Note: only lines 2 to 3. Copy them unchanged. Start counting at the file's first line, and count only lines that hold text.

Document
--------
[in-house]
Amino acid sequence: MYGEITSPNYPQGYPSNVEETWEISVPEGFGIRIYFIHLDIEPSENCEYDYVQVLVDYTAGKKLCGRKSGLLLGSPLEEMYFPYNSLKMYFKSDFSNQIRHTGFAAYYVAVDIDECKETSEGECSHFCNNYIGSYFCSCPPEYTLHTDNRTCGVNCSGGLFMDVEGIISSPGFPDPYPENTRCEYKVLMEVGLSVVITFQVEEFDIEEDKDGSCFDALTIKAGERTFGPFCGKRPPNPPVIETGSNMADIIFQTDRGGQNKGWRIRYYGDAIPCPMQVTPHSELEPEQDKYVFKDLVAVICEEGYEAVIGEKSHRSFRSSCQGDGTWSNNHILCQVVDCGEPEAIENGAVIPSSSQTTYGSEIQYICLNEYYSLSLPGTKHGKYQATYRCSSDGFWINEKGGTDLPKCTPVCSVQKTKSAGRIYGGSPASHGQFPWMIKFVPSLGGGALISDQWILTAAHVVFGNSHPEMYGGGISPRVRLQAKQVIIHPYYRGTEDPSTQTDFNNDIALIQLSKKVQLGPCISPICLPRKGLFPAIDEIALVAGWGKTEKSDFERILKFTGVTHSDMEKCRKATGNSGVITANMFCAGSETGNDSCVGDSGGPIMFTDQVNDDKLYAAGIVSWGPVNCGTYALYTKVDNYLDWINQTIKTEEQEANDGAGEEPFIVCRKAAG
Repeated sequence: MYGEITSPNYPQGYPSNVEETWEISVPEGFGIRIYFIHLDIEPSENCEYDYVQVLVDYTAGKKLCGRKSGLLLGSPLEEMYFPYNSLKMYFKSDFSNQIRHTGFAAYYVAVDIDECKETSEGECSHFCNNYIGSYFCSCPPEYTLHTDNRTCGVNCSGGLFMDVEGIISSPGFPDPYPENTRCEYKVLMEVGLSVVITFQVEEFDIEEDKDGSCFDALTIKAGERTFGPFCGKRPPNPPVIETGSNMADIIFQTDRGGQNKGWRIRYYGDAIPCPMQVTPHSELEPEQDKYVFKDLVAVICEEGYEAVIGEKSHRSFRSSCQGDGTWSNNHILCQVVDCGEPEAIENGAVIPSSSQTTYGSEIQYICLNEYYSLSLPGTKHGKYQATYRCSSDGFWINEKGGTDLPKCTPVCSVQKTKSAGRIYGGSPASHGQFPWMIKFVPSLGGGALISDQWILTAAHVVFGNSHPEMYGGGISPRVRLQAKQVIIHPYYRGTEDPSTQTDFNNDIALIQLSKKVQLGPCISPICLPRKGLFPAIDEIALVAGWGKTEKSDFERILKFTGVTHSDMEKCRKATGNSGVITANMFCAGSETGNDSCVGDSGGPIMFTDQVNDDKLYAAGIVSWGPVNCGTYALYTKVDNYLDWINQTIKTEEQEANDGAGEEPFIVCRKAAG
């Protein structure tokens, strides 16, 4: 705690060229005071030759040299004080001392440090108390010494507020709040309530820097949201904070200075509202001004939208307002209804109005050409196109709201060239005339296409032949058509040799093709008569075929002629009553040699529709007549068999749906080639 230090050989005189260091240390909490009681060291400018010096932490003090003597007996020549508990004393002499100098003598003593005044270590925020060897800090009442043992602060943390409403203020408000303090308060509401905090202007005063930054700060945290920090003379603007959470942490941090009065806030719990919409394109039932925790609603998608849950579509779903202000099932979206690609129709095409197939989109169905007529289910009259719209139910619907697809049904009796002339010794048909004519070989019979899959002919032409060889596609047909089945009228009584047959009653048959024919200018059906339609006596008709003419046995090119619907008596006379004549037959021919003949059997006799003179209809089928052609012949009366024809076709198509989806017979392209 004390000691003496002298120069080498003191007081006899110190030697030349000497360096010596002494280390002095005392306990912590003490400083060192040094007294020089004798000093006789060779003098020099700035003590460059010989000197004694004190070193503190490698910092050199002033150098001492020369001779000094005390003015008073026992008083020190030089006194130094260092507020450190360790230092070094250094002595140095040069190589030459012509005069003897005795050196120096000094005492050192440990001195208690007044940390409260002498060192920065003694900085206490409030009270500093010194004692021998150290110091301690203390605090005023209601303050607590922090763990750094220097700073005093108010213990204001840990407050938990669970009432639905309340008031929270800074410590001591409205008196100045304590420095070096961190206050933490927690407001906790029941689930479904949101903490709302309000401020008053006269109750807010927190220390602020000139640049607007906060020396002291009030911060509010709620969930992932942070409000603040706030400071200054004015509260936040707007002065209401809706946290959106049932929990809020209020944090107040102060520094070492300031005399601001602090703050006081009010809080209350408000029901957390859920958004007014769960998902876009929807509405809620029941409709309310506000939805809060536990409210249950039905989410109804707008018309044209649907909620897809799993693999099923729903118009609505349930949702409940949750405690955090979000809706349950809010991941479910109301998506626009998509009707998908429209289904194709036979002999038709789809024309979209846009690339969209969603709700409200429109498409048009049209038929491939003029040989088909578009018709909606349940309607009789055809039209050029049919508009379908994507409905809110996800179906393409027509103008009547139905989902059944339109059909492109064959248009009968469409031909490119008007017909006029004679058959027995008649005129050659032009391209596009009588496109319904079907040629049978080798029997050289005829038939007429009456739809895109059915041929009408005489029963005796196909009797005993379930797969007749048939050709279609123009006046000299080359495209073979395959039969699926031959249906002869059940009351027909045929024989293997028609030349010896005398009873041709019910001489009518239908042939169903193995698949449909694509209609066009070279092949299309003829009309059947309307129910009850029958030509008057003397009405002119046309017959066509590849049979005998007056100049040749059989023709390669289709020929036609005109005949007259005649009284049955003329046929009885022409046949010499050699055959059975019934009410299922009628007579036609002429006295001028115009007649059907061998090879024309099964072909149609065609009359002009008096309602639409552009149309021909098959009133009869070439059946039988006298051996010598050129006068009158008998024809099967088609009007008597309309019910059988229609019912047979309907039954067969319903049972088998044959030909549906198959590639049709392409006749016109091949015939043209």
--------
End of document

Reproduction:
Amino acid sequence: MYGEITSPNYPQGYPSNVEETWEISVPEGFGIRIYFIHLDIEPSENCEYDYVQVLVDYTAGKKLCGRKSGLLLGSPLEEMYFPYNSLKMYFKSDFSNQIRHTGFAAYYVAVDIDECKETSEGECSHFCNNYIGSYFCSCPPEYTLHTDNRTCGVNCSGGLFMDVEGIISSPGFPDPYPENTRCEYKVLMEVGLSVVITFQVEEFDIEEDKDGSCFDALTIKAGERTFGPFCGKRPPNPPVIETGSNMADIIFQTDRGGQNKGWRIRYYGDAIPCPMQVTPHSELEPEQDKYVFKDLVAVICEEGYEAVIGEKSHRSFRSSCQGDGTWSNNHILCQVVDCGEPEAIENGAVIPSSSQTTYGSEIQYICLNEYYSLSLPGTKHGKYQATYRCSSDGFWINEKGGTDLPKCTPVCSVQKTKSAGRIYGGSPASHGQFPWMIKFVPSLGGGALISDQWILTAAHVVFGNSHPEMYGGGISPRVRLQAKQVIIHPYYRGTEDPSTQTDFNNDIALIQLSKKVQLGPCISPICLPRKGLFPAIDEIALVAGWGKTEKSDFERILKFTGVTHSDMEKCRKATGNSGVITANMFCAGSETGNDSCVGDSGGPIMFTDQVNDDKLYAAGIVSWGPVNCGTYALYTKVDNYLDWINQTIKTEEQEANDGAGEEPFIVCRKAAG
Repeated sequence: MYGEITSPNYPQGYPSNVEETWEISVPEGFGIRIYFIHLDIEPSENCEYDYVQVLVDYTAGKKLCGRKSGLLLGSPLEEMYFPYNSLKMYFKSDFSNQIRHTGFAAYYVAVDIDECKETSEGECSHFCNNYIGSYFCSCPPEYTLHTDNRTCGVNCSGGLFMDVEGIISSPGFPDPYPENTRCEYKVLMEVGLSVVITFQVEEFDIEEDKDGSCFDALTIKAGERTFGPFCGKRPPNPPVIETGSNMADIIFQTDRGGQNKGWRIRYYGDAIPCPMQVTPHSELEPEQDKYVFKDLVAVICEEGYEAVIGEKSHRSFRSSCQGDGTWSNNHILCQVVDCGEPEAIENGAVIPSSSQTTYGSEIQYICLNEYYSLSLPGTKHGKYQATYRCSSDGFWINEKGGTDLPKCTPVCSVQKTKSAGRIYGGSPASHGQFPWMIKFVPSLGGGALISDQWILTAAHVVFGNSHPEMYGGGISPRVRLQAKQVIIHPYYRGTEDPSTQTDFNNDIALIQLSKKVQLGPCISPICLPRKGLFPAIDEIALVAGWGKTEKSDFERILKFTGVTHSDMEKCRKATGNSGVITANMFCAGSETGNDSCVGDSGGPIMFTDQVNDDKLYAAGIVSWGPVNCGTYALYTKVDNYLDWINQTIKTEEQEANDGAGEEPFIVCRKAAG